The anonymous author of Blog del Narco, a chronicle of Mexico’s drug-related violence, has reportedly fled the country after receiving a telephone call telling her to run for her life.
The Guardian reported they had spoken to the woman, who said she was living in an undisclosed location in Spain. Her colleague had disappeared.
The woman, who spoke to the Guardian and Texas Observer last month in her first major media interview since launching the blog three years ago, told the newspaper this week she had received a phone call from her colleague on May 5 telling her to “run.”
"I'm trying to think positively but I'm scared something terrible has happened. 'Run' was our codeword for when something was very wrong. We had never used it before," she said.
“I called him back but there was no answer. I emailed him, tried Skype and WhatsApp, but nothing. Nothing."
Blog del Narco published graphic photos and stories of drug-related violence, including executions, shootouts and roadblocks, that other media outlets were often too scared to touch.
It is not clear what will happen to the blog. The woman told the Guardian that her last post was on May 3 and she had no plans to start blogging again any time soon. She fears for the life of her colleague.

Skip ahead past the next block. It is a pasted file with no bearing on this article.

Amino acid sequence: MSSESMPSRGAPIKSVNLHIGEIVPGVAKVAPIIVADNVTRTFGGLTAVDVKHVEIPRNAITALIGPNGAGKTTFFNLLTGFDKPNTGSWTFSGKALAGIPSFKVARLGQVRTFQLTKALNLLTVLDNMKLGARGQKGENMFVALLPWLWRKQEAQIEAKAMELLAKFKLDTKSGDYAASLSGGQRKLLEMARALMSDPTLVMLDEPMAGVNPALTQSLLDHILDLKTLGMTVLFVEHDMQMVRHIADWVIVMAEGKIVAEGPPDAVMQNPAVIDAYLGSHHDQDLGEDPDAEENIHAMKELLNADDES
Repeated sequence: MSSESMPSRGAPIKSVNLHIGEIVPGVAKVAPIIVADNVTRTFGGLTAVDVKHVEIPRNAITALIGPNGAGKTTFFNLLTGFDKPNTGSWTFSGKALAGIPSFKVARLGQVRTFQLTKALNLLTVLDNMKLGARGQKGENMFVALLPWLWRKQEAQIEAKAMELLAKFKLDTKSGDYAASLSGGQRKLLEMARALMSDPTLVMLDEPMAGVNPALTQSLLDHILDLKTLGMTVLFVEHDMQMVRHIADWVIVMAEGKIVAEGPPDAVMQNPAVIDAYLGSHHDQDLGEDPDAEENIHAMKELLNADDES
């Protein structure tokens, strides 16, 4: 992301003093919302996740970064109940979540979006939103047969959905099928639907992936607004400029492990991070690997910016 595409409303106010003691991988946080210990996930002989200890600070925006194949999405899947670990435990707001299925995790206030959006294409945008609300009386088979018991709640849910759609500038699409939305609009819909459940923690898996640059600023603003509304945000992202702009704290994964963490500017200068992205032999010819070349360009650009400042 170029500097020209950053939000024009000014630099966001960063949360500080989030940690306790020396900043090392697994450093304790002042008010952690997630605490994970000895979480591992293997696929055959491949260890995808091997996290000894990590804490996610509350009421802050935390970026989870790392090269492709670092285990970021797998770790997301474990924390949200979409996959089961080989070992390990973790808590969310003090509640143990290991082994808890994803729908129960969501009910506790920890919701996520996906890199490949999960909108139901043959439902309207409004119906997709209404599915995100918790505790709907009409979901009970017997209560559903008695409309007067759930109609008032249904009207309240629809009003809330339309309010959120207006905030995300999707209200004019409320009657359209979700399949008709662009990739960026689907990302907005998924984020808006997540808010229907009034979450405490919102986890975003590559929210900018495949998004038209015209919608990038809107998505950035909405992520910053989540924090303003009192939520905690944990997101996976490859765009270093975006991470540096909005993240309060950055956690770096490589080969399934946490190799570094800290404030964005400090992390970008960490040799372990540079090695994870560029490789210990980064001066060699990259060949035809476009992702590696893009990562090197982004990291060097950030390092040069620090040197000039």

Mexico is one of the most dangerous countries in the world for the media, with more than 80 journalists murdered since 2005.
Violence against media outlets and their employees happens almost weekly across the country. Some newspapers have stopped reporting on crime to avoid attacks.
In the past six years, more than 70,000 people have been killed in drug-related violence, while thousands more have disappeared.
Former President Felipe Calderon's controversial war against the powerful drug cartels resulted in a sharp escalation of violence and bloodshed.
Under the new administration of President Enrique Pena Nieto – who has vowed to curb violence rather than focusing on the drug cartels – violence by organized crime gangs has continued, with 4,249 people killed in the first four months of his administration.
The government claims that figure is down 14 percent from the same period a year ago, but critics say the figures are not accurate.